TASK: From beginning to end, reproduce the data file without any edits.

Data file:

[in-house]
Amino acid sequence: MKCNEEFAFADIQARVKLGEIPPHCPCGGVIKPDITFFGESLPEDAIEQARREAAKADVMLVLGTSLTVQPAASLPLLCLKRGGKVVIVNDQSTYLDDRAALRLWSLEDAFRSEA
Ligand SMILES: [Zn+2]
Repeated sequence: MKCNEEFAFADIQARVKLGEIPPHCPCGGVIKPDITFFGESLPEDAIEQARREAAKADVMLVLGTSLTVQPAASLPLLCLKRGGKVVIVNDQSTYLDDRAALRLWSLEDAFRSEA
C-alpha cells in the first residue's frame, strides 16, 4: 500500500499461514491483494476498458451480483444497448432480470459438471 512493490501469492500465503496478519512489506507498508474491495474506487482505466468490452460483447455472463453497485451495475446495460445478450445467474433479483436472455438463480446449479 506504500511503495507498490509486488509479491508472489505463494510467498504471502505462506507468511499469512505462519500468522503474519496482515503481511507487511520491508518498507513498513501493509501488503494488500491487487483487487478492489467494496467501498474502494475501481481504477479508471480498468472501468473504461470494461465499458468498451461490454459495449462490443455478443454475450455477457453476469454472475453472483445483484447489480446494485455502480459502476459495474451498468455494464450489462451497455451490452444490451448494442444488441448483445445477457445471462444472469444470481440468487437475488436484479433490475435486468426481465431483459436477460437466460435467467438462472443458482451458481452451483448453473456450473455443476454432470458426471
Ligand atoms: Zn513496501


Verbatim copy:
[in-house]
Amino acid sequence: MKCNEEFAFADIQARVKLGEIPPHCPCGGVIKPDITFFGESLPEDAIEQARREAAKADVMLVLGTSLTVQPAASLPLLCLKRGGKVVIVNDQSTYLDDRAALRLWSLEDAFRSEA
Ligand SMILES: [Zn+2]
Repeated sequence: MKCNEEFAFADIQARVKLGEIPPHCPCGGVIKPDITFFGESLPEDAIEQARREAAKADVMLVLGTSLTVQPAASLPLLCLKRGGKVVIVNDQSTYLDDRAALRLWSLEDAFRSEA
C-alpha cells in the first residue's frame, strides 16, 4: 500500500499461514491483494476498458451480483444497448432480470459438471 512493490501469492500465503496478519512489506507498508474491495474506487482505466468490452460483447455472463453497485451495475446495460445478450445467474433479483436472455438463480446449479 506504500511503495507498490509486488509479491508472489505463494510467498504471502505462506507468511499469512505462519500468522503474519496482515503481511507487511520491508518498507513498513501493509501488503494488500491487487483487487478492489467494496467501498474502494475501481481504477479508471480498468472501468473504461470494461465499458468498451461490454459495449462490443455478443454475450455477457453476469454472475453472483445483484447489480446494485455502480459502476459495474451498468455494464450489462451497455451490452444490451448494442444488441448483445445477457445471462444472469444470481440468487437475488436484479433490475435486468426481465431483459436477460437466460435467467438462472443458482451458481452451483448453473456450473455443476454432470458426471
Ligand atoms: Zn513496501